I was eighteen years old when, in October 2007, I attended the San Antonio Independent Christian Film Festival (SAICFF) for the second time. Hosted by Doug Phillip’s Vision Forum in the downtown Gonzales convention center, this event draws hundreds of aspiring filmmakers and their families to San Antonio’s beautiful Riverwalk area. This year I enthusiastically enrolled in the Filmmaker’s Academy, a three-day intensive boot camp for young people aspiring to learn more about the art of filmmaking.
The days were chock-full of lectures and demonstrations on philosophy, screenwriting, directing, producing, animation, music scores, cameras and equipment. Geoff Botkin gave a lecture on art and finished by sharing some of his own paintings with us. Mr. Botkin’s son Isaac led a tutorial of cutting-edge animation techniques, creating an animated short right in front of our eyes. All the Botkins teamed up to try to break the world record for fastest time creating a television commercial (they didn’t quite make it, but it was entertaining!) In every session, I sat, absorbed, and soaked in every word. I took extensive notes, mingled with the other students to discuss ideas and aspirations, and came away every day with the feeling I had learned something new and valuable.
At the end of the final day of the Academy, we were told we were going to see something really special, the premiere showing of a “controversial documentary” Vision Forum would soon begin to market. The documentary was produced by the Western Conservatory of the Arts and Sciences, aka the Botkin family, and starred Anna Sophia and Elizabeth Botkin, daughters of Geoff and Victoria Botkin. The documentary’s title? The Return of the Daughters.
As I sat there in the conference room with about 150 other students and watched the film, I slowly became conscious of a divide between myself and the other attendees. I had noticed before that I was a little bit of a misfit. My pants definitely made me stand out in a sea of long navy and khaki skirts, but it was more than that. I was the only young female to participate in the Academy unattended by a parental figure. “So are you here with your dad?” parents of other students would ask me. When I would reply that no, it was just me, they gave me funny looks. I would hasten to explain that my dad couldn’t come (he was working) and my mother wasn’t really interested in film. However, I could sense that they still thought my independence odd. Now, as I watched my fellow students absorb the ideas presented in the Botkin’s documentary, I found myself alone in a deeper way. My mind and heart struggled with the film’s philosophy, yet I found myself unable to speak of my doubts to anyone in that room. Am I the only person here who is questioning this? I wondered. Deep inside, another part of me stirred uneasily. Should I really be questioning this?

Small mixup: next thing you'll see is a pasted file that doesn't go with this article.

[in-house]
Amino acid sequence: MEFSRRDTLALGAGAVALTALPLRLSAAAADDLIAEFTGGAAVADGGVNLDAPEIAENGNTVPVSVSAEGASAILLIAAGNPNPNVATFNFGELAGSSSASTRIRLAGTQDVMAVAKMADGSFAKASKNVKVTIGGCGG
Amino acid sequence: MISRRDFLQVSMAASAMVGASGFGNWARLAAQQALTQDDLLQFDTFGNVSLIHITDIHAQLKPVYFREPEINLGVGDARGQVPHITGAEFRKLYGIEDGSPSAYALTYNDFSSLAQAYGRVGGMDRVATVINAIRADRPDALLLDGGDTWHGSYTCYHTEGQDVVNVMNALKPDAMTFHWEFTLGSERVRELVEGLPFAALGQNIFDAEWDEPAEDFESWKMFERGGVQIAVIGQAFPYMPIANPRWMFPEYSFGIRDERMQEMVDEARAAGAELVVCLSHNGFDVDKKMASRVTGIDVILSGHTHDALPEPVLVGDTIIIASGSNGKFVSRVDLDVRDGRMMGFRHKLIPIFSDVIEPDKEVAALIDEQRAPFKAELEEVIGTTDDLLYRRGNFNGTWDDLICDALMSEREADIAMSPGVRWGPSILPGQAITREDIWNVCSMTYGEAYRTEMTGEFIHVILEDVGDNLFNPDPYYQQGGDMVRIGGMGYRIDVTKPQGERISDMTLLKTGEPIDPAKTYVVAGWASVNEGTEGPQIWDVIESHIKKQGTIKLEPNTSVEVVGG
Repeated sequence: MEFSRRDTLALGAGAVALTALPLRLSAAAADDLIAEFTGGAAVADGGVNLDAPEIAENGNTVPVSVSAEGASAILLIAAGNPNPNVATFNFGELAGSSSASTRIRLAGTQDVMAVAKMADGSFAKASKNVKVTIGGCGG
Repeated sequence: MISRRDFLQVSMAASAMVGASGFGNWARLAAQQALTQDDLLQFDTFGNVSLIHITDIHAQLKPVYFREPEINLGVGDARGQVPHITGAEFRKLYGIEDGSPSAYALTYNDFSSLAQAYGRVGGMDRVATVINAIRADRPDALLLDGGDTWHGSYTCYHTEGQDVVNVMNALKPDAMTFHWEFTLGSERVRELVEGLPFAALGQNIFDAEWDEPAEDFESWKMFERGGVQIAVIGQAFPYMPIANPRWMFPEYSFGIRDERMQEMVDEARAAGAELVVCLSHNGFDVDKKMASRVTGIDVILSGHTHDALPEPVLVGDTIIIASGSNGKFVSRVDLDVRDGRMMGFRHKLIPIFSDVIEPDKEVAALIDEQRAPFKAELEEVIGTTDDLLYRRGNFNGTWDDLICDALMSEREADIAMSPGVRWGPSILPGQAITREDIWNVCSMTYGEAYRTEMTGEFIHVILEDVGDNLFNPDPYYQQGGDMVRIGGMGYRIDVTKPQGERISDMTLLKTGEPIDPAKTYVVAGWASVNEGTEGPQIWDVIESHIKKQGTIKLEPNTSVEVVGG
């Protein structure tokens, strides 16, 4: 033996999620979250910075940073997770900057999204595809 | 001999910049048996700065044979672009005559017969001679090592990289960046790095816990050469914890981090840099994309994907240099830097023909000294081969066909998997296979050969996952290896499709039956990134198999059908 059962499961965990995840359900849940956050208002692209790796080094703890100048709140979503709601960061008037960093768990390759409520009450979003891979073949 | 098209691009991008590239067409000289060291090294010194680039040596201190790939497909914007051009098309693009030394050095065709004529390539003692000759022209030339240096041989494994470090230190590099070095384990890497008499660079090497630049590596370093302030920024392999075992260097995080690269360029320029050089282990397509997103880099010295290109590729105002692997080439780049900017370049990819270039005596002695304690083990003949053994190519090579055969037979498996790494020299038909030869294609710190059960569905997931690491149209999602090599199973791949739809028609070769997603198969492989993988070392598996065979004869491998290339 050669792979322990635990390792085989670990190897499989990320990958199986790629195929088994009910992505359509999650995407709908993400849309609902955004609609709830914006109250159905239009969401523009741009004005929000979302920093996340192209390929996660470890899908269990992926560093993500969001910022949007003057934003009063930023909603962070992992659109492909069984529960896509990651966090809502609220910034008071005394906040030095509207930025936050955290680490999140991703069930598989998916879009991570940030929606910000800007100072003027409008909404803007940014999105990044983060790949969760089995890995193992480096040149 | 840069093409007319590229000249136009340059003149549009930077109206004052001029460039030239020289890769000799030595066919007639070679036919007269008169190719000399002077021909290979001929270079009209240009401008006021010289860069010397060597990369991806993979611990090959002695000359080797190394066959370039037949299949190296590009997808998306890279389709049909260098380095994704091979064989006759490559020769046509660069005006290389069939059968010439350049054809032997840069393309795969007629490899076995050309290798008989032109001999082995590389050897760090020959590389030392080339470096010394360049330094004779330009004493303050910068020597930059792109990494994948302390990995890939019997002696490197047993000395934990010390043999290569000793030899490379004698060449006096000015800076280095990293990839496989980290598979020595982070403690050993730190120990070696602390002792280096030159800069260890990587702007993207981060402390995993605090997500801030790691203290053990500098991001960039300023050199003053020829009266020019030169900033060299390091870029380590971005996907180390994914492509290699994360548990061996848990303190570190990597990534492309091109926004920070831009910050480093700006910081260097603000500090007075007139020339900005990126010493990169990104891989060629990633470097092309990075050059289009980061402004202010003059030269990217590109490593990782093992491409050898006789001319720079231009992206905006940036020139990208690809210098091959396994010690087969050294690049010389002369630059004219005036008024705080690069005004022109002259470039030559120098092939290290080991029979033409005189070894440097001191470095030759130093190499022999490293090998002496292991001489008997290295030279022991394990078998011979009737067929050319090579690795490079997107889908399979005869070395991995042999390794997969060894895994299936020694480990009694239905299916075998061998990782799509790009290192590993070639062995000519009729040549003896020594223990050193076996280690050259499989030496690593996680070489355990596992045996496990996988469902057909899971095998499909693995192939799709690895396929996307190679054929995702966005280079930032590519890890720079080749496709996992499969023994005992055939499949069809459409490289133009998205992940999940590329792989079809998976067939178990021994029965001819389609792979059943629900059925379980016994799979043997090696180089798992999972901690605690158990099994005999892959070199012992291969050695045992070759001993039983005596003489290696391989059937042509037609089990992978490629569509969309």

The confusion and doubt I experienced in that moment created a dilemma for me. I liked these people. I had learned much from them. I appreciated their insight and experience in film and art. I had had friendly chats with Anna Sophia and Geoff Botkin, and hoped I might be able to keep in touch with them as I worked through whether or not I should pursue film as a career. In some place deep inside me, I craved the acceptance of the Vision Forum people, their esteem, their friendship. Part of me wanted to agree with them just to claim membership in their camp.
I also wondered if maybe Anna Sophia and Elizabeth were right. I had just graduated high school, and was in the middle of preparing to attend college. Now, I questioned whether I should go–if it was right to go. Maybe my family had it all wrong. Maybe I had it all wrong.
It’s been more than five years since then. I’ve done a lot of thinking, and a bit of living. I have my B.A., I’m married, and I’m working towards pursuing a career as a professional counselor. (How’s that for a dramatic change in life directions?)
In the intervening years, I didn’t pay that much attention to Vision Forum’s evolving philosophy of family relationships, but recently I have felt the need to revisit some of their teachings, particularly those addressed to women, to daughters, and to wives. This is important to me for a couple of reasons. I know there are quite a few people out there who are blogging about these ideas, and a number of them are coming from a position of deep hurt and anger brought about by the implementation of certain ideas that Vision Forum promotes. That gets my attention. A philosophy that causes offense or even anger is not necessarily wrong, but when a large number of people choose to stand up and say “I think this philosophy is harmful, and this is why” — I think that merits attention and examination. Also, while I grew up in a Christian subculture and believed many of the things that Vision Forum also endorses, I’m not angry or bitter towards Vision Forum. Perhaps simply because of that, my voice might be given more weight in some circles than someone who could be written off (however unjustly) as a hater, an atheist, or (god forbid!) a feminist.
So, for my friends who grew up with Vision Forum, I’ll just put my cards on the table. I don’t hate Vision Forum, and I don’t hate the Botkins. However, I have experienced growing up in a Christian subculture infiltrated with Vision Forum doctrine, and I think there is room for a thoughtful critique of some of their theology and philosophy. I think that some of their teaching to and about women has some serious flaws. I am going to focus on this teaching (and its flaws) in a series of articles, which I will post on this blog. If you’d like to participate in the discussion, feel free to comment!